E.M.B.A. (Employes' Mutual Benefit Association) (1890)
Historic image of the E.M.B.A. shortly after her purchase by the Milwaukee Electric Railway & Light Company (Rail & Wire Magazine 1923).
Divers swim over a baseline during the survey of the E.M.B.A.
E.M.B.A.'s self-unloading mechanism.
Bow of E.M.B.A. collapsed when it struck the bottom upon sinking
Hopper and Self-Unloading equipment
Photo mosaic of E.M.B.A. Note diver off port side bow.
By The Numbers
Lives Lost
Depth (ft)
Service History

March 18, 1890: The three masted schooner A.C. Tuxbury was launched from F.W. Wheeler and Company's shipyard in West Bay City, Michigan. The vessel was designed as a tow barge, meant to be towed behind a steamer carrying cargoes such as coal, grain and lumber. The Tuxbury visited such Lake Michigan ports as Milwaukee, Chicago, Buffalo, Sturgeon Bay, Menominee, and Escanaba.

Tuxbury would spend her next 33 years, along with her sister ship C.E.Redfern, being towed by the steamer W.H. Sawyer carrying bulk cargoes on Lake Michigan.

1923: The Tuxbury was sold to the Milwaukee Electric Railway & Light Company and was renamed EMBA for the Employes' Mutual Benefit Association. At this time, she was converted to a self-unloader and spent her next nine years lightering coal on the Milwaukee River.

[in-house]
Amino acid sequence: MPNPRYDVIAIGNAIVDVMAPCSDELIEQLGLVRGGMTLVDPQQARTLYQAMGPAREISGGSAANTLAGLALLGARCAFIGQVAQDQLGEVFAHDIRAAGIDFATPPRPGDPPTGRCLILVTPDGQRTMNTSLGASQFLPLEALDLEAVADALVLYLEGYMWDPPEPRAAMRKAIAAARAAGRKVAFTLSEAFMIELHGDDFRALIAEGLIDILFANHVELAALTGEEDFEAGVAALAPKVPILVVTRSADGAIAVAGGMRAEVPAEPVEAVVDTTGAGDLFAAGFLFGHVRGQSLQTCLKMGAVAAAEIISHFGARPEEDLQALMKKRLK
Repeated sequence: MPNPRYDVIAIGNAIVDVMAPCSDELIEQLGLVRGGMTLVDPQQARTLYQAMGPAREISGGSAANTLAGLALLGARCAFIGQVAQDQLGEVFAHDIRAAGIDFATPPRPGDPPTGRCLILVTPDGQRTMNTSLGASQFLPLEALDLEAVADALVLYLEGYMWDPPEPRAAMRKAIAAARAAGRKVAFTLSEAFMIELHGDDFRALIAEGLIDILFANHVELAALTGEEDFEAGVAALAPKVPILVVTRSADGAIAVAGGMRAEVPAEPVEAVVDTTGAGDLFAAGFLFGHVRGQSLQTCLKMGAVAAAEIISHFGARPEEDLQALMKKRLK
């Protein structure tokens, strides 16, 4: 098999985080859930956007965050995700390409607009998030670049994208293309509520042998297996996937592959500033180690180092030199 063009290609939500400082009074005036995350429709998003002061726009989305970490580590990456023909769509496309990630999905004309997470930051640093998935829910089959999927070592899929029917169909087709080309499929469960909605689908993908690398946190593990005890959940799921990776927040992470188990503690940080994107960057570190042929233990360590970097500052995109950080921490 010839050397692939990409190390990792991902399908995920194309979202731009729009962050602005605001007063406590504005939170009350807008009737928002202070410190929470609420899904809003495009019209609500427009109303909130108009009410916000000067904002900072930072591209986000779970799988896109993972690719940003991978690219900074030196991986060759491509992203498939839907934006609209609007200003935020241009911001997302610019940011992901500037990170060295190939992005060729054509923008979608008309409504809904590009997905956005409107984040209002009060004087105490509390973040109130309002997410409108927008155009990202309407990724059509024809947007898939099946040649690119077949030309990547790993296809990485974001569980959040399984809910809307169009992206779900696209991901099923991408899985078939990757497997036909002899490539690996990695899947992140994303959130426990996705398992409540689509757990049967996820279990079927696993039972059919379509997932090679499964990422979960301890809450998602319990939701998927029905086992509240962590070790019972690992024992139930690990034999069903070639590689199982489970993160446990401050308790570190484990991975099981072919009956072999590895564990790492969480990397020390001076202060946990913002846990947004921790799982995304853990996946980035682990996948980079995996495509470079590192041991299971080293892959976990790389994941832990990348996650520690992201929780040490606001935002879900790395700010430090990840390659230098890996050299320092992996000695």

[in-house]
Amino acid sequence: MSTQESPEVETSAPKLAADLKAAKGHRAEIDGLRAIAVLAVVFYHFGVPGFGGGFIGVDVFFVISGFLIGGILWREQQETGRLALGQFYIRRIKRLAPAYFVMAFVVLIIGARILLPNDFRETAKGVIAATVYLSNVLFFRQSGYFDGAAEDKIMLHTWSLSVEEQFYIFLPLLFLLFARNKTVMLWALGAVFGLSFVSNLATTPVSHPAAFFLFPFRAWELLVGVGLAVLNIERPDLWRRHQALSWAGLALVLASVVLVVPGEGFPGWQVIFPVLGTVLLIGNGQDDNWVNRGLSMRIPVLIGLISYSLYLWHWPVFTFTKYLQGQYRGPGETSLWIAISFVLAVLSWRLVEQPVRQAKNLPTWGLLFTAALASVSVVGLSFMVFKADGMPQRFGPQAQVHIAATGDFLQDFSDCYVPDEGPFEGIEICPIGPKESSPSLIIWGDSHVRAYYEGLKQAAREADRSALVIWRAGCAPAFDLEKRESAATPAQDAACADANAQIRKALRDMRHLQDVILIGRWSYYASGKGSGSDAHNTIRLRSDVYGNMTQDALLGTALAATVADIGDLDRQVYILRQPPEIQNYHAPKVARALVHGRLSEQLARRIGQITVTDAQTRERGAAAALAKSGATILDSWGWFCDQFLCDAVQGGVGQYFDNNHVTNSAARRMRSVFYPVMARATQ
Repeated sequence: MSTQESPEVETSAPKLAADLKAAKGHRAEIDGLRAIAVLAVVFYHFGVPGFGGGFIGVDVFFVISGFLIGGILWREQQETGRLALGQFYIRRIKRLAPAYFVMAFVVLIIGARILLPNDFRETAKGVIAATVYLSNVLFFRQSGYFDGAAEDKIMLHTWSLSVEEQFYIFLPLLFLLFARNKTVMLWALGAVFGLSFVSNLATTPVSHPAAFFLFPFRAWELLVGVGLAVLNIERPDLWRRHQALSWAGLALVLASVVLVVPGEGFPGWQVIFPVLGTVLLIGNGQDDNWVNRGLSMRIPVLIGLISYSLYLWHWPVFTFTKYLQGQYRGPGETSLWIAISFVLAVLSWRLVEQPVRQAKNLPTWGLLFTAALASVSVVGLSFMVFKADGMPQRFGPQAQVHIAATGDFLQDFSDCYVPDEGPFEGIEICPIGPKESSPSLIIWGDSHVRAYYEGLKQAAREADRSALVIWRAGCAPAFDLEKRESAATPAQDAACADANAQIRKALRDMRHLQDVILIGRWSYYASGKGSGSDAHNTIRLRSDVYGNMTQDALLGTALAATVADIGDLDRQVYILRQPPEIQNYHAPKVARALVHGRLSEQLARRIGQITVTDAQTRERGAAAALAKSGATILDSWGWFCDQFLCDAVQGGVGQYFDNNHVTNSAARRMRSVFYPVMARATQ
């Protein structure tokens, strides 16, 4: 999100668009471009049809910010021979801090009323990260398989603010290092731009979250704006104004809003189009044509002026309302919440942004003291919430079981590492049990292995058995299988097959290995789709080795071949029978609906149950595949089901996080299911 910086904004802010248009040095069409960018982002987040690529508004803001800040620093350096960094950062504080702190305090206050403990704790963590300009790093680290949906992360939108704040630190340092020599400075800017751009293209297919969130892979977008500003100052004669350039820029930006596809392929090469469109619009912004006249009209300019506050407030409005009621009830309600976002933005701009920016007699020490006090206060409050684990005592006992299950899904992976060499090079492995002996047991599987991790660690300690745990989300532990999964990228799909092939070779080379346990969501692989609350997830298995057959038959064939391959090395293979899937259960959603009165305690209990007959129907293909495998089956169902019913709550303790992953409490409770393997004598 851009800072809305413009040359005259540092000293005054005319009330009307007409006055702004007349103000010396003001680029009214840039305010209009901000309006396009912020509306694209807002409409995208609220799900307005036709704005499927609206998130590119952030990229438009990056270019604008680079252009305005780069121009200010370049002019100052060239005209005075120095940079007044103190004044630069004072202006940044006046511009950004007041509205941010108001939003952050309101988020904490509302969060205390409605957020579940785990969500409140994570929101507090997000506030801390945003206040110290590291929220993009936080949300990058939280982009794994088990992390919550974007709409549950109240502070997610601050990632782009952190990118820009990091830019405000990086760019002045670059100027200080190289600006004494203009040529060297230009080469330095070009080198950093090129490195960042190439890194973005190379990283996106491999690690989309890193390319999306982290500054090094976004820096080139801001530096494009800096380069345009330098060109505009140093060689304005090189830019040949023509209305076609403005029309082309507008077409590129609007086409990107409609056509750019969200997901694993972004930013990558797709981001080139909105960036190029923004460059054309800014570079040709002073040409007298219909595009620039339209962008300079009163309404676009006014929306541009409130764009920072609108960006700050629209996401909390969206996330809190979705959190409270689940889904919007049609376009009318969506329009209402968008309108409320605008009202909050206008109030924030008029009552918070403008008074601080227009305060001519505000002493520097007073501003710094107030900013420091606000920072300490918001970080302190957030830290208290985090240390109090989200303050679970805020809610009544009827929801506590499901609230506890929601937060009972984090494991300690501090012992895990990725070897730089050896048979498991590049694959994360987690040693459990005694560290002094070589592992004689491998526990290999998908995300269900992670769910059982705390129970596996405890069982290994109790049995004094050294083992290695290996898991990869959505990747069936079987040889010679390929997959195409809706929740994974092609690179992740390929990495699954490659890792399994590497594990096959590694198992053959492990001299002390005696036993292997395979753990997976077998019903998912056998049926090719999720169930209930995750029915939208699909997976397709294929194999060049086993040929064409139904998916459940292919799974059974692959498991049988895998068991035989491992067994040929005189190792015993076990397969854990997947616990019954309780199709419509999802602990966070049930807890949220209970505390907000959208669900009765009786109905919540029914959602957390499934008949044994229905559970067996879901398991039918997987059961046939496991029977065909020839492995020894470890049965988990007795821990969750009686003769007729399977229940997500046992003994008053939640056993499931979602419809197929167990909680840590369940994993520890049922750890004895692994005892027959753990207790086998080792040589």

Final Voyage

On October 30, 1933 the Milwaukee Journal announced that after 42 years of service, the EMBA was to be retired from service along with the barge Collier. The owner, Milwaukee Electric Railway & Light Company, was phasing out the use of the barges and are instead using motor trucks for coal delivery thus eliminating the 4,700 bridge openings over the river each year.
The EMBA was to be stripped, towed out into Lake Michigan and intentionally scuttled.

Today the schooner-barge EMBA rests upright in 170 feet of water near the wreck of the St. Albans five miles east of Milwaukee's North Point in Lake Michigan. The vessel lies mostly intact, broken by the force of hitting the bottom. The bow hit first damaging the stem and some frames resulting in the windless, forecastle deck to collapse and the steam powered windless itself to fall into port side of the forecastle. Although the vessel was stripped (apparently including the anchors) when she was scuttled in 1932, the hull and much of her self-unloading gear remain along with a vertical steam pump
Confirmed Location     Unconfirmed location
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